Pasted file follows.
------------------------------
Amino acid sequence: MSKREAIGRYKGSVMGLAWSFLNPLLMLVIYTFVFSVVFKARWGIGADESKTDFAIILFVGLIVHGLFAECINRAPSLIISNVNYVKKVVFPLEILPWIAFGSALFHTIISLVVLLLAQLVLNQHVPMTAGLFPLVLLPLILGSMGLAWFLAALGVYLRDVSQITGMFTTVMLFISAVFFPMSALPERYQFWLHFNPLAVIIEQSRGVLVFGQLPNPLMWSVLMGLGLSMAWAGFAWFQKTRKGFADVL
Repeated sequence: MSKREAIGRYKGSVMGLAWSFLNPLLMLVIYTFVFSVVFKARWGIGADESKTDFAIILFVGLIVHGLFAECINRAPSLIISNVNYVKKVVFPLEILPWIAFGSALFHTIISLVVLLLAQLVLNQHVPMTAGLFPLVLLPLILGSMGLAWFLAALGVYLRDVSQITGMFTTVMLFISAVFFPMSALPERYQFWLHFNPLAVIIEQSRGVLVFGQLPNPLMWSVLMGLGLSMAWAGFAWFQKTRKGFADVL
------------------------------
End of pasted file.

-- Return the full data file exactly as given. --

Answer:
Amino acid sequence: MSKREAIGRYKGSVMGLAWSFLNPLLMLVIYTFVFSVVFKARWGIGADESKTDFAIILFVGLIVHGLFAECINRAPSLIISNVNYVKKVVFPLEILPWIAFGSALFHTIISLVVLLLAQLVLNQHVPMTAGLFPLVLLPLILGSMGLAWFLAALGVYLRDVSQITGMFTTVMLFISAVFFPMSALPERYQFWLHFNPLAVIIEQSRGVLVFGQLPNPLMWSVLMGLGLSMAWAGFAWFQKTRKGFADVL
Repeated sequence: MSKREAIGRYKGSVMGLAWSFLNPLLMLVIYTFVFSVVFKARWGIGADESKTDFAIILFVGLIVHGLFAECINRAPSLIISNVNYVKKVVFPLEILPWIAFGSALFHTIISLVVLLLAQLVLNQHVPMTAGLFPLVLLPLILGSMGLAWFLAALGVYLRDVSQITGMFTTVMLFISAVFFPMSALPERYQFWLHFNPLAVIIEQSRGVLVFGQLPNPLMWSVLMGLGLSMAWAGFAWFQKTRKGFADVL